I always wanted to read these and to know the rationale for rejecting them as part of the Christian Bible.


I think the History Channel, or H2, had several programs on lost Gospels.

Mister D
04-16-2013, 09:24 AM
Elitist? That word alone is overused and irritating. But if you must use it, tell me how Gnosticism would be more elitist than Christianity.

On that note, so is Gnosticism. There was no 'Gnosticism' but many. It's a modern term to describe a myriad of dfferent belief systems. Anyway, an element of these sects, for lack of a better term, was the belief that Gnosis (i.e. "knowledge") is only available to a select group of human beings. The rest merely have faith.

KC
04-16-2013, 09:25 AM
I think the History Channel, or H2, had several programs on lost Gospels.

Sounds cool, I'd like to get an overview like that, even if I don't trust the History Channel very much for accuracy. Sometimes it's entertaining though.

Greenridgeman
04-16-2013, 09:27 AM
Sounds cool, I'd like to get an overview like that, even if I don't trust the History Channel very much for accuracy. Sometimes it's entertaining though.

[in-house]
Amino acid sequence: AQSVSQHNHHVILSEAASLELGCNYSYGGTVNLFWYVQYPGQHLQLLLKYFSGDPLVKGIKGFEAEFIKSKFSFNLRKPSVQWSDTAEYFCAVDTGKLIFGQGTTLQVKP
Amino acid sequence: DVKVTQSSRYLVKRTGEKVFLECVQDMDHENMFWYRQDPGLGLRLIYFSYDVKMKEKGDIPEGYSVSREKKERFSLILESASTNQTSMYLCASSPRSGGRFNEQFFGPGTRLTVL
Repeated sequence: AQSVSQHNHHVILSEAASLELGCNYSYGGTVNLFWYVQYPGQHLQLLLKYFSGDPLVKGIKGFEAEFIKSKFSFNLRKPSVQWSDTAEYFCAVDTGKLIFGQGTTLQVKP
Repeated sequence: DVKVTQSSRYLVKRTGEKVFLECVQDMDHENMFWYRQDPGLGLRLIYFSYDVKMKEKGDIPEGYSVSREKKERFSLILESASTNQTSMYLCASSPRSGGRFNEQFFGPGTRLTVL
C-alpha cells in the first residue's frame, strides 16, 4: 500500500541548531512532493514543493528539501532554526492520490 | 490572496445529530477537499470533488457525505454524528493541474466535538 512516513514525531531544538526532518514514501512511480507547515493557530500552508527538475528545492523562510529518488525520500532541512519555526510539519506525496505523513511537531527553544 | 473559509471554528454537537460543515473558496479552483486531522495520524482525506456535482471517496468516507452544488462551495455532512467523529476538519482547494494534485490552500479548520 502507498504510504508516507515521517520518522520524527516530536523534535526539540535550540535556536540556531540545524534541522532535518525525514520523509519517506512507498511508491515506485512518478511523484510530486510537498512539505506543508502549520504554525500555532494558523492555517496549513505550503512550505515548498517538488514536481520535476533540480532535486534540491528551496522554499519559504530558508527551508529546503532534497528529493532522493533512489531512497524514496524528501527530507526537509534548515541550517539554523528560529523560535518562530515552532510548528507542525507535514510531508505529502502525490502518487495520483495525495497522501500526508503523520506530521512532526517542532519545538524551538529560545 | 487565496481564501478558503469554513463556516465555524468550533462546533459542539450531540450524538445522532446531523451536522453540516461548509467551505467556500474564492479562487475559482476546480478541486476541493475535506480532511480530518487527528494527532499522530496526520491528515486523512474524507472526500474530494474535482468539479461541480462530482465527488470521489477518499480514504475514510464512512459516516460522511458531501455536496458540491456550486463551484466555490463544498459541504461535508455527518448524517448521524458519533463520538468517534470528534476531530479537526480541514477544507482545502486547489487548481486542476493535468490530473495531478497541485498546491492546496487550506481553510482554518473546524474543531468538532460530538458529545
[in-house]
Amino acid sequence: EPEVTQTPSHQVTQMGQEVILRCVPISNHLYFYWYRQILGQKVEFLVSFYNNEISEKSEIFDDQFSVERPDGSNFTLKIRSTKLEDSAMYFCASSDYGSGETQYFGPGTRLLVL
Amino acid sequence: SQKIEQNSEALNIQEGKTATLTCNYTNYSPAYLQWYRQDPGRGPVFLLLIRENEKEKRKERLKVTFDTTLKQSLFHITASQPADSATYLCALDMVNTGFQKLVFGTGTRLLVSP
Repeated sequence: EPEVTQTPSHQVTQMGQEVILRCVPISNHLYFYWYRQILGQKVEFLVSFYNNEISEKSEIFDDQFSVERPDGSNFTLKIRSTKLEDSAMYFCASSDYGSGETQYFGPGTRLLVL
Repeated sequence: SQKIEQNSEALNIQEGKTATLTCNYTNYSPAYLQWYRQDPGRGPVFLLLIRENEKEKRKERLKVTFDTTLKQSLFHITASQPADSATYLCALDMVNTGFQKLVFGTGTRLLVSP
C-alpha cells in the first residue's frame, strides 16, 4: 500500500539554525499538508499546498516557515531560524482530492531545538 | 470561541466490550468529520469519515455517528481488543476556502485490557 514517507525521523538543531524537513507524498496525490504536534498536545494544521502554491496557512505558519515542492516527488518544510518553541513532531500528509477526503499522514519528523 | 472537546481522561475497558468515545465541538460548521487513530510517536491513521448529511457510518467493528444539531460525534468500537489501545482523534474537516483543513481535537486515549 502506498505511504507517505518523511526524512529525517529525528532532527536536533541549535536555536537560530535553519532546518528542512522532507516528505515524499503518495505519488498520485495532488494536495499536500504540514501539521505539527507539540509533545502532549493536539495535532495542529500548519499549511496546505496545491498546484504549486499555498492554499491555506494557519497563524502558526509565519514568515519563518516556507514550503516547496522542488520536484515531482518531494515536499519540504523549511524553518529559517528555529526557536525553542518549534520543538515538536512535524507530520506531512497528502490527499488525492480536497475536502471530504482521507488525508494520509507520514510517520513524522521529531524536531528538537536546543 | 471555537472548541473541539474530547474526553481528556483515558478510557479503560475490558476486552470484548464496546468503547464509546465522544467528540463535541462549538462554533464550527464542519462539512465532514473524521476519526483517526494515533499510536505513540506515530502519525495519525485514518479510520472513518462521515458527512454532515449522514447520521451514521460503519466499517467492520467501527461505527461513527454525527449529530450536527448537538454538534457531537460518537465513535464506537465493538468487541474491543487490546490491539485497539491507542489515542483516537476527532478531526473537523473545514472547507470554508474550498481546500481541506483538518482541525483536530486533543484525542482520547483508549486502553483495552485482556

You mean you do not trust the word of cryptozoooligists and ancient alien astronaut theorists?

Mister D
04-16-2013, 09:27 AM
Sounds cool, I'd like to get an overview like that, even if I don't trust the History Channel very much for accuracy. Sometimes it's entertaining though.

It's a series called Banned from the Bible.

spunkloaf
04-16-2013, 10:06 AM
On that note, so is Gnosticism. There was no 'Gnosticism' but many. It's a modern term to describe a myriad of dfferent belief systems. Anyway, an element of these sects, for lack of a better term, was the belief that Gnosis (i.e. "knowledge") is only available to a select group of human beings. The rest merely have faith.

What's the difference between faith and knowledge these days? People seem so hell bent acting out their faith as if it were the law anyways, and the same group of people refuse to recognize what comes to pass as testable knowledge.

To me, "knowledge" is a more honest form of "faith." You either know something or you do not, regardless of your own opinion. Faith relies on an untestable hunch and can be manipulated more freely.

In that sense, perhaps Gnosticism is more philosophy than theology.

Mister D
04-16-2013, 10:14 AM
What's the difference between faith and knowledge these days? People seem so hell bent acting out their faith as if it were the law anyways, and the same group of people refuse to recognize what comes to pass as testable knowledge.

To me, "knowledge" is a more honest form of "faith." You either know something or you do not, regardless of your own opinion. Faith relies on an untestable hunch and can be manipulated more freely.

In that sense, perhaps Gnosticism is more philosophy than theology.

I'm really not sure what you mean by faith as the law or refusing to recognize testable knowledge.